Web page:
Activity at the Soufriere Hills volcano during this reporting period has continued at a similar level to that observed during yesterday. Rock falls have continued throughout the day, the largest of which have led to the generation of pyroclastic flows within the Tar River valley.
Seismicity during the day has been dominated by rock fall signals, of which there were 84 today. Other types of seismic signals have been at a lower level than during the last reporting period, with 2 long period events, 3 hybrid events and 4 volcano-tectonic earthquakes recorded by the network. Two periods of semi-continuous rock falls were recorded, between 23:52 on 3 September and 01:06 on 4 September and between 07:48 and 12:00 on 4 September. The latter period included 3 distinct, large signals which were the result of pyroclastic flows in the Tar River valley, the longest of which reached the Estate House. Activity which was ongoing at 16:00 yesterday afternoon (3 September) reached a peak with a pyroclastic flow at 18:35 then died down. All of these flows and rock falls produced ash which drifted north and northwestward overnight, reaching as far as St Johns, but was more towards the west during today. Intermittent broadband tremor was recorded throughout the reporting period. A teleseism (long period wave from a distant earthquake) was recorded by the network at 15:11 today, the source of which as yet remains unknown.
Visibility during the day was moderate, and some observations of the lower flanks of the dome and the rock fall activity were possible. Good observations were possible from the east late yesterday afternoon (3 September), when the scar left by collapses over the previous day was visible and was still the centre of activity. It appeared that a significant volume of material was still in an unstable state and liable to collapse; this has been verified by continued rock falls and pyroclastic flows during today, and more such activity and accompanying ash fall should be expected over the next few days.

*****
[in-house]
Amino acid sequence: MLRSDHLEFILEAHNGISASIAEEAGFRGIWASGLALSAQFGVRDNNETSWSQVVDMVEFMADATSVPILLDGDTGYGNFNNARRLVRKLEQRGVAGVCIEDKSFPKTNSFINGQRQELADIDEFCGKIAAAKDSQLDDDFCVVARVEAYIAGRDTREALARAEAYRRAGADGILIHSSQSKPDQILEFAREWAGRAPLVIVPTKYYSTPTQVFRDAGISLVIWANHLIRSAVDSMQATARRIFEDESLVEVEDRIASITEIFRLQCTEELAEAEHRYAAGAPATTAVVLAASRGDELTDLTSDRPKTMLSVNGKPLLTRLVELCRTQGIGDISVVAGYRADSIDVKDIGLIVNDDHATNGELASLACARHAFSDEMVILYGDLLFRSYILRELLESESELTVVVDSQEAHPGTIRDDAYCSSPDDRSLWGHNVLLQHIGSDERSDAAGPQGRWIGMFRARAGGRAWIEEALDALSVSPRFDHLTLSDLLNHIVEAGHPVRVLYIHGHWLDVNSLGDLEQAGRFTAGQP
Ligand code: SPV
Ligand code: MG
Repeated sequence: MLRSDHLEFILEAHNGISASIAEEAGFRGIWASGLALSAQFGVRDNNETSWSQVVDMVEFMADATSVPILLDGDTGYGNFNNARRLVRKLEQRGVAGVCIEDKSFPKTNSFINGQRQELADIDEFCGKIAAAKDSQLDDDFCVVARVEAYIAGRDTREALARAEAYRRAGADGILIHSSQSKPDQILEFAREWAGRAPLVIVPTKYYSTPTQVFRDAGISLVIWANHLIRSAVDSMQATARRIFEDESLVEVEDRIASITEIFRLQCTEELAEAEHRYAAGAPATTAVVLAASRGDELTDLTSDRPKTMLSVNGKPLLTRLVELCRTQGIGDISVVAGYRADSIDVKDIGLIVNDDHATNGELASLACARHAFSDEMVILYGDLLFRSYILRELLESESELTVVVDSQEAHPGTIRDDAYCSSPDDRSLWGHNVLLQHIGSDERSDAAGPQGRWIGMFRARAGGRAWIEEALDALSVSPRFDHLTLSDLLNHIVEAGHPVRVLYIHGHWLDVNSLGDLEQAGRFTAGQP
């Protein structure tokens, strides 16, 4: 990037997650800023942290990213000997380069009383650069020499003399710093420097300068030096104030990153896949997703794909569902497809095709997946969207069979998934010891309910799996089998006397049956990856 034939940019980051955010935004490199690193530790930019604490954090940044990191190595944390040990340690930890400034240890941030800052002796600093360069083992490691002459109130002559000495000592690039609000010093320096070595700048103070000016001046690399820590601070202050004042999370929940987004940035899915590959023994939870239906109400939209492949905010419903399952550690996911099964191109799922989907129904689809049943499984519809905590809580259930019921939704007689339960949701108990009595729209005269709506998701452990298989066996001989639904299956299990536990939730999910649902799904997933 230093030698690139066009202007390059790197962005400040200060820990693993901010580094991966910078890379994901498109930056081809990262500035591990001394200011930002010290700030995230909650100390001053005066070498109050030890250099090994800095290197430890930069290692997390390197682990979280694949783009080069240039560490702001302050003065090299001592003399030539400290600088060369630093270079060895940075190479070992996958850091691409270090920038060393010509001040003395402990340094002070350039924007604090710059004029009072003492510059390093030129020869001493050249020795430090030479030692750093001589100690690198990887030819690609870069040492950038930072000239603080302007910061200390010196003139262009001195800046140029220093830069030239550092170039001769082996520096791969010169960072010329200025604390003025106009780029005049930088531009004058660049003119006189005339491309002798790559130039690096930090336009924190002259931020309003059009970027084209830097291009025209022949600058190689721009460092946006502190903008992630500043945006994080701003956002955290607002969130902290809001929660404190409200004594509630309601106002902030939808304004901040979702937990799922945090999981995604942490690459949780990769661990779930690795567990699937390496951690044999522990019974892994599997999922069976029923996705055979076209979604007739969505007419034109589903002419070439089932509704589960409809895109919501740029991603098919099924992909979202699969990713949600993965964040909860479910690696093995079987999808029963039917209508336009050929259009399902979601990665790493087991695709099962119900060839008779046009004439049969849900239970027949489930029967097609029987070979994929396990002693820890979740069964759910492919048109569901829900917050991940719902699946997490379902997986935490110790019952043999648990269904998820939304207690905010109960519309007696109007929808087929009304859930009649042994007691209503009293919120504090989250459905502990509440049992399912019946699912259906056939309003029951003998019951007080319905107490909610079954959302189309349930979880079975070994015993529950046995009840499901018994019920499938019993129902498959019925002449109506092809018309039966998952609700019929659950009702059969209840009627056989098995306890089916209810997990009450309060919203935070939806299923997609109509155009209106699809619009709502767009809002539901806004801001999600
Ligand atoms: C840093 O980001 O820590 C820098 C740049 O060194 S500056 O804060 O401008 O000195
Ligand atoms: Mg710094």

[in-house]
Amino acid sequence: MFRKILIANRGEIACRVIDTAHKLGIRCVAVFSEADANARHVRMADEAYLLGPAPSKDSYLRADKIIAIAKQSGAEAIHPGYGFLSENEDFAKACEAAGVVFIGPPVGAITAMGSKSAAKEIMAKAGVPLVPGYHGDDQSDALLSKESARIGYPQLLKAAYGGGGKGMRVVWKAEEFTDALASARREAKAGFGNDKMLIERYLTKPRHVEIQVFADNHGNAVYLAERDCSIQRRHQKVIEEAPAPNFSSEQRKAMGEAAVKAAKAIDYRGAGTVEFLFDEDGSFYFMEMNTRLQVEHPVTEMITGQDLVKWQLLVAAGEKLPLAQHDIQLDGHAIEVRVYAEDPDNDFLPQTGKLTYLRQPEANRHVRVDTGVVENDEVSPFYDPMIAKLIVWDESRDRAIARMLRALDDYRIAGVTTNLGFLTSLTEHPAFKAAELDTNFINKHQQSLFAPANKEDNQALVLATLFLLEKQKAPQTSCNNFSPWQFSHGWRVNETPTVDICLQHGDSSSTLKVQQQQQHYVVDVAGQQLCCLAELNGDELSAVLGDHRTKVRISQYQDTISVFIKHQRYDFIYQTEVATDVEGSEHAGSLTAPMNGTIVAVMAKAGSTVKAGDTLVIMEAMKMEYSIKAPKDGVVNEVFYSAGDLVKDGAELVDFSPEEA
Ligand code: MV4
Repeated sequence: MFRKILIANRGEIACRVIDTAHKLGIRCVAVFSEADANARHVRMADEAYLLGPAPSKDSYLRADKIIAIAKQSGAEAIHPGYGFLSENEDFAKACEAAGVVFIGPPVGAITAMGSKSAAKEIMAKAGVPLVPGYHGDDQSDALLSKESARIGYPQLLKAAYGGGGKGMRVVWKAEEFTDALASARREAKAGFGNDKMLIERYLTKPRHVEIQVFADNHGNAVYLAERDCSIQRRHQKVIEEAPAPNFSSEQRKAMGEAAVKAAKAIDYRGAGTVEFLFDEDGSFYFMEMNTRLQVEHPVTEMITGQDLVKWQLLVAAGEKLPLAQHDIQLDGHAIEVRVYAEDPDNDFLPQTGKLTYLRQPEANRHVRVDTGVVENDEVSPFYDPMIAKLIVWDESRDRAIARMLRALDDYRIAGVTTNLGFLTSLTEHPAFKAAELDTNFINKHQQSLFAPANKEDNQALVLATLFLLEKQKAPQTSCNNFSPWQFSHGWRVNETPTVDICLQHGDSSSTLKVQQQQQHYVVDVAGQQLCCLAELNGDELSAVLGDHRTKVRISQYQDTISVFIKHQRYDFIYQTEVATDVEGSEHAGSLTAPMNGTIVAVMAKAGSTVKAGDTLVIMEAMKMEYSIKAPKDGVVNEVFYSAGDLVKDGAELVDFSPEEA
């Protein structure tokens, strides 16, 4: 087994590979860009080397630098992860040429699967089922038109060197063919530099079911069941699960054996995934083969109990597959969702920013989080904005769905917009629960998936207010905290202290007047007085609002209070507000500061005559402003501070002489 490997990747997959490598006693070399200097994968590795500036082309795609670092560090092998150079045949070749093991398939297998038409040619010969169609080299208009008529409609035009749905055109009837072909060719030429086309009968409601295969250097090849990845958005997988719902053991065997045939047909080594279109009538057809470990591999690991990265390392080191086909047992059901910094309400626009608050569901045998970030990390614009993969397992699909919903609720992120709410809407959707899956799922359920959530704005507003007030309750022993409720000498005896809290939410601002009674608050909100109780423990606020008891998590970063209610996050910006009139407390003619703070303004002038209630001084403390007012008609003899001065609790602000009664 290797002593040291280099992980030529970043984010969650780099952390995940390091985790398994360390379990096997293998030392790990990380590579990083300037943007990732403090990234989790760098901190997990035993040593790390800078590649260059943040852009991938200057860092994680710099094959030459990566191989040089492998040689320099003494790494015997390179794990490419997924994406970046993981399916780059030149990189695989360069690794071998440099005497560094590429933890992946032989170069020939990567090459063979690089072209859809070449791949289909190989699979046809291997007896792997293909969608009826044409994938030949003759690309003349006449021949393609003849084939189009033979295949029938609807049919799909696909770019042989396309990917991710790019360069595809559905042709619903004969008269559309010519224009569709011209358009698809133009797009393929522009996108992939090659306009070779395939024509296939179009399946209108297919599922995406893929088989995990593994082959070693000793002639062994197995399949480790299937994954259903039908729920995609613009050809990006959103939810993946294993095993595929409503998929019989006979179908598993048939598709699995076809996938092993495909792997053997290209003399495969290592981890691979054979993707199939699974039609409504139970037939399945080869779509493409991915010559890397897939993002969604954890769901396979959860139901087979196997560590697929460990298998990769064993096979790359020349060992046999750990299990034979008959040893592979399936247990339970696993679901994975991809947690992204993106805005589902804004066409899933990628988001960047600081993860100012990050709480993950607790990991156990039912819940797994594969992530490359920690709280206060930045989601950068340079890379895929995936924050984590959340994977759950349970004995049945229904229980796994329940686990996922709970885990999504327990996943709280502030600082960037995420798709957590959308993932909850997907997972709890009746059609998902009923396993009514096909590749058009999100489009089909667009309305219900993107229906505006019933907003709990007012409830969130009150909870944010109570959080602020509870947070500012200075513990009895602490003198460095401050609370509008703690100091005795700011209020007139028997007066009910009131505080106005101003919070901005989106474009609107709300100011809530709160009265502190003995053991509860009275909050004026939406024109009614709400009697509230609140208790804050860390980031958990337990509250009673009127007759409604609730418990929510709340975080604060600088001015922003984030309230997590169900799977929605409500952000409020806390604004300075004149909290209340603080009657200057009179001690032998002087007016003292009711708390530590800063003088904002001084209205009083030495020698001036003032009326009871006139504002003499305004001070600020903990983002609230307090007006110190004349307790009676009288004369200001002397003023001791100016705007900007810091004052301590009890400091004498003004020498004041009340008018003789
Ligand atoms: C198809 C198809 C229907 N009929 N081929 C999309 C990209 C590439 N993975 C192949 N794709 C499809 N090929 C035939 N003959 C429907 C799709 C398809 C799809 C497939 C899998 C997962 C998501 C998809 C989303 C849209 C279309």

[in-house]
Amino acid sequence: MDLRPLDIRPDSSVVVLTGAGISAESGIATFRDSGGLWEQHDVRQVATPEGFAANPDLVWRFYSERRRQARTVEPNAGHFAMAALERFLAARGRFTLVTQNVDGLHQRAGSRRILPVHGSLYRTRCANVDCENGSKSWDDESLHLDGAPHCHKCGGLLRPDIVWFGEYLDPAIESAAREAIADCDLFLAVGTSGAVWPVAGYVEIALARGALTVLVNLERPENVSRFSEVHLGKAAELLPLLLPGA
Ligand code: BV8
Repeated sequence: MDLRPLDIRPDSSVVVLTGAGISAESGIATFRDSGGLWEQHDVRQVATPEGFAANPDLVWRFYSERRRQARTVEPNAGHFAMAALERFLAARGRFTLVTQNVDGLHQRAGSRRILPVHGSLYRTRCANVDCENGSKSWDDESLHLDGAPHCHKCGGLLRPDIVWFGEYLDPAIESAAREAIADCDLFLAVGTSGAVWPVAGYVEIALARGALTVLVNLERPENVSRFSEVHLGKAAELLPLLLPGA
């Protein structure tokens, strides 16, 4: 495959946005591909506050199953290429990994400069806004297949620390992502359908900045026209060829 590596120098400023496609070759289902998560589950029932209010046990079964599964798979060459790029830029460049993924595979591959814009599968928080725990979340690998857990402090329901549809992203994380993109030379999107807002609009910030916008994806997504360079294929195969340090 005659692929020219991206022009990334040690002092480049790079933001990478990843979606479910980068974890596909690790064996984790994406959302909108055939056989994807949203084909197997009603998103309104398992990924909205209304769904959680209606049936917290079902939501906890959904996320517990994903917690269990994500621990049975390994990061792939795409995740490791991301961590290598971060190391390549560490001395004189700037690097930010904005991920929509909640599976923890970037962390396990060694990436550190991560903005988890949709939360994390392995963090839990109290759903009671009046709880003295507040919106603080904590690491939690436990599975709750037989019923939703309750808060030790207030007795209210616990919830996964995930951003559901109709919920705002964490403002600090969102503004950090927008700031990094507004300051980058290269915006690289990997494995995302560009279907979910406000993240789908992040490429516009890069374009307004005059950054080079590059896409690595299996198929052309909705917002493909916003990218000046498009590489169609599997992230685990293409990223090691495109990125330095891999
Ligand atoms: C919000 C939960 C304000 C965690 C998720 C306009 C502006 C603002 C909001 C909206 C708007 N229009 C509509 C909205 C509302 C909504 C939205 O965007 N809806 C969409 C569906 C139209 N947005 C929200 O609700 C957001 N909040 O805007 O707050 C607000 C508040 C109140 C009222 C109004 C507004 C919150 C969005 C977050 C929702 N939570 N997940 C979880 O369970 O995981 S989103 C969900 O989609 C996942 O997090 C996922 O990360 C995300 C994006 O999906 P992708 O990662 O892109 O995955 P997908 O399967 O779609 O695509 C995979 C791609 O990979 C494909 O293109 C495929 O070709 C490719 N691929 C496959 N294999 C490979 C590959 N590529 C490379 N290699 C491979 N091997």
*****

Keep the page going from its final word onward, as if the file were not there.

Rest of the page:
EDM measurements were attempted to the Castle Peak reflector, but this has again been covered by ash generated by the pyroclastic flows. Visibility was not sufficiently good to attempt measurements to the Chances Peak reflector, which was cleaned yesterday. The results of the last GPS survey late last week show no large-scale deformation of the volcano.
The COSPEC instrument remains out of commission at present, although attempts are being made at repairs.
Further rockfalls and pyroclastic flows will occur but all indications at the moment are that the pyroclastic flows will be confined to the Tar River Valley area. However, areas affected by associated ashfalls will obviously depend on the direction and strength of the wind at the time. The lack of rain today means that ash is being blown around by the wind, and drivers should exercise additional caution in such conditions. Dust masks should be worn at all times in ashy environments.
The Tar River Valley and surrounding areas continue to be extremely hazardous, and should not be entered under any circumstances. We urge individuals who persist in ignoring this advice to think very seriously before making trips to these highly hazardous zones.
There will be a meeting at Cork Hill Methodist Church tonight, Wednesday 04 September at 19:30, the purpose of which is to discuss with the residents of Cork Hill, Delvins, Weekes and St. George's Hill the impact of the volcano on their community. Everyone is invited.